Rocky path to a U.S.Cuba rap­proche­ment

The Guardian (Charlottetown) - - OPINION - BY PETER MCKENNA GUEST OPIN­ION Peter McKenna is pro­fes­sor and chair of po­lit­i­cal science at the Univer­sity of Prince Ed­ward Is­land and the co-au­thor of Canada-Cuba Re­la­tions: The Other Good Neigh­bour Pol­icy.

The last time that the United States and Cuba had of­fi­cial diplo­matic re­la­tions, Pres­i­dent Dwight Eisen­hower was in the Oval Of­fice, crooner Elvis Pres­ley was on the top of the pop charts, and a new dance, the “Twist,” was all the rage in Amer­ica. Fast for­ward 54 years and it’s fair to say that much has changed.

A week ago, the Cuban In­ter­ests Sec­tion in Washington be­came a full-blown em­bassy with a chargé d’af­faires. And at the U.S. State Depart­ment lobby atrium, the Cuban flag was qui­etly rein­serted be­tween Croa­tia and Cyprus.

In Ha­vana, the U.S. In­ter­ests Sec­tion mor­phed into an em­bassy and promptly took over its diplo­matic re­spon­si­bil­i­ties from the Swiss gov­ern­ment. The nam­ing of a chargé d’af­faires and the rais­ing of the U.S. flag out­side the build­ing will take place at an of­fi­cial cer­e­mony in early Au­gust at­tended by U.S. Sec­re­tary of State John Kerry.

This is cer­tainly an im­por­tant open­ing in the first chap­ter on nor­mal­iz­ing the U.S.-Cuban re­la­tion­ship. But a good deal of work still re­mains to be done. And a long history of mu­tual en­mity and mis­trust can­not be easily washed away.

But Cuban Pres­i­dent Raul Cas­tro, in speak­ing be­fore the Na­tional Assem­bly in Ha­vana last week, pointed out that Cuba wants to move for­ward in bi­lat­eral re­la­tions and is “con­vinced that both coun­tries can co­op­er­ate and co­ex­ist in a civ­i­lized way, in mu­tual ben­e­fit, de­spite the dif­fer­ences we have and will have.” He went on to add: “A new stage will be­gin, long and com­plex, on the road to­ward nor­mal­iza­tion, which will re­quire the will to find so­lu­tions to prob­lems that have ac­cu­mu­lated over more than five decades and hurt ties be­tween our na­tions and peo­ples.”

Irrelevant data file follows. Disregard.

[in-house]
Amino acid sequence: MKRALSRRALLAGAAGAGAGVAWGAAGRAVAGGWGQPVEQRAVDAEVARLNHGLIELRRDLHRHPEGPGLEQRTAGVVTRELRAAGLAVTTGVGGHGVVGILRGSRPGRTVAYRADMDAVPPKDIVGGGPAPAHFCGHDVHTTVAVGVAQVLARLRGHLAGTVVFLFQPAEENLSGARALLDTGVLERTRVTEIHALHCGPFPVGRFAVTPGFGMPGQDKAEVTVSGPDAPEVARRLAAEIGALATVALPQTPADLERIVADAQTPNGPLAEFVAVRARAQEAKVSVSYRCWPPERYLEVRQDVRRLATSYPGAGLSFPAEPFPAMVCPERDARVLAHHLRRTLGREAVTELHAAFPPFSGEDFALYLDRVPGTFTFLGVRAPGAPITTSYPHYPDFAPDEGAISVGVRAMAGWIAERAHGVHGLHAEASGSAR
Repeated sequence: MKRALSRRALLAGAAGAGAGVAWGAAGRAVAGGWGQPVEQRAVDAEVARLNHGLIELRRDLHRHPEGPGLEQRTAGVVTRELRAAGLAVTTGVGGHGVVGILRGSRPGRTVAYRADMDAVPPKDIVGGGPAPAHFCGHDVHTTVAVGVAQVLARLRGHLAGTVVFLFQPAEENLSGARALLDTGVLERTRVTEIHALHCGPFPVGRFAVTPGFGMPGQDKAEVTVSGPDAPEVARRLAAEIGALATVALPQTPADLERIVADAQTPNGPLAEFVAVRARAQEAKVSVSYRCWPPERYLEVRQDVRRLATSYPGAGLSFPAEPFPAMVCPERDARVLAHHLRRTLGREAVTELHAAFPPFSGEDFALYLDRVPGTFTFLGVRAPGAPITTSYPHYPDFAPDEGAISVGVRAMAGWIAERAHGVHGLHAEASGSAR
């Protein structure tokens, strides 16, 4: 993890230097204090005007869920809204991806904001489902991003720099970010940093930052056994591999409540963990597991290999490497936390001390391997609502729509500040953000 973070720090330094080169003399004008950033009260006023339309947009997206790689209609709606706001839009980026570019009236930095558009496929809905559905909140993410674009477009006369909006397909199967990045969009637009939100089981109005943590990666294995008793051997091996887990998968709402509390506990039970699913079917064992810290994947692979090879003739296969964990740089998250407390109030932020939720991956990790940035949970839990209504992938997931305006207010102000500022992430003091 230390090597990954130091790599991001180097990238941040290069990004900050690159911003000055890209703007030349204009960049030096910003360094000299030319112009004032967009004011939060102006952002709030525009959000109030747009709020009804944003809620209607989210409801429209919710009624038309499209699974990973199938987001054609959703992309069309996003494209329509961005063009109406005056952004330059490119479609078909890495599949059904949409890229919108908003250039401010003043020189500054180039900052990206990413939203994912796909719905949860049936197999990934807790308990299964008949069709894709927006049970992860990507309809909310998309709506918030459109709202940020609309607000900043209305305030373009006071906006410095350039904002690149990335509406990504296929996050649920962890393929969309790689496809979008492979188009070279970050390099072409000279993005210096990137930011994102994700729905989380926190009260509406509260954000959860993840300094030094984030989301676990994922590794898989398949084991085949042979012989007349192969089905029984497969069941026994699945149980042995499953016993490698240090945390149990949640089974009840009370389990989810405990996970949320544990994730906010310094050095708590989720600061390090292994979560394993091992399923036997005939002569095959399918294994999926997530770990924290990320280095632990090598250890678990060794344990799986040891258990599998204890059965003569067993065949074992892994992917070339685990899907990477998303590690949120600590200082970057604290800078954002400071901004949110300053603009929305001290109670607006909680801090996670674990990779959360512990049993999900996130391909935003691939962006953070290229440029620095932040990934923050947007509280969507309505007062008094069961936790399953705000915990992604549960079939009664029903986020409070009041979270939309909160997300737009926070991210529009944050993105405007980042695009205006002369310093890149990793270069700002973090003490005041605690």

The U.S. is ob­vi­ously look­ing to see ma­jor po­lit­i­cal re­forms in Cuba in­tro­duced and an even­tual demo­cratic open­ing take place. But as Raul Cas­tro in­ti­mated in his re­marks to the Cuban Na­tional Assem­bly, Washington shouldn’t hold its breath wait­ing for that change. “Chang­ing ev­ery­thing that must be changed is the sov­er­eign and ex­clu­sive busi­ness of Cubans,” he said firmly.

The Cuban list of de­mands is not with­out its con­tro­ver­sies as well. There will be con­sid­er­able push-back from the U.S. Congress to wind down the “illegal” oper­a­tions of TV and Ra­dio Martí. And the Obama Ad­min­is­tra­tion has sig­nalled thus far that it is not pre­pared to elim­i­nate pro­grams in­side Cuba that are, in the words of Raul Cas­tro, aimed at pro­mot­ing “sub­ver­sion and desta­bi­liza­tion” in the coun­try.

More sub­stan­tively, find­ing a way around the Guan­tanamo Naval fa­cil­ity won’t be easy. And get­ting the U.S. to com­pen­sate Cuba for eco­nomic dam­ages caused by the U.S. block­ade and other acts of war­fare (ex­ceed­ing, some say, one tril­lion dol­lars) is another tough nut to crack.

More­over, Raul Cas­tro has made it very clear to U.S. of­fi­cials that there will be no rap­proche­ment be­tween the two un­less the U.S. eco­nomic block­ade is re­moved. Yet the re­moval of the em­bargo would re­quire an Act of Congress and an agree­ment, in prin­ci­ple, that the Cuban gov­ern­ment would com­pen­sate the United States for prop­er­ties con­fis­cated and ex­pro­pri­ated in the early 1960s (to­talling in the bil­lions of dol­lars).

These are very sig­nif­i­cant im­ped­i­ments in the way of any for­mal rap­proche­ment. They will cer­tainly take years to work out—and may never be fully re­solved. In­deed, pol­i­tics in both Washington and Ha­vana have had a way of tor­pe­do­ing past ef­forts to im­prove re­la­tions be­tween the two.

With a Repub­li­can-con­trolled Congress and a slate of anti-Cuba Repub­li­can pres­i­den­tial hope­fuls, it’s hard to see how the U.S. em­bargo will be re­scinded in the short term. And one should not over­look the fact that there are do­mes­tic op­po­nents within Cuba to any nor­mal­iza­tion of re­la­tions with Washington.

In the mean­time, though, the world should celebrate this im­por­tant diplo­matic break­through, hope for the best go­ing for­ward, and pre­pare it­self for a very chal­leng­ing road ahead.

AP PHOTO

A U.S. and a Cuban na­tional flag hang from a bal­cony to mark the re­stored full diplo­matic re­la­tions be­tween Cuba and the Unites States, in Old Ha­vana.

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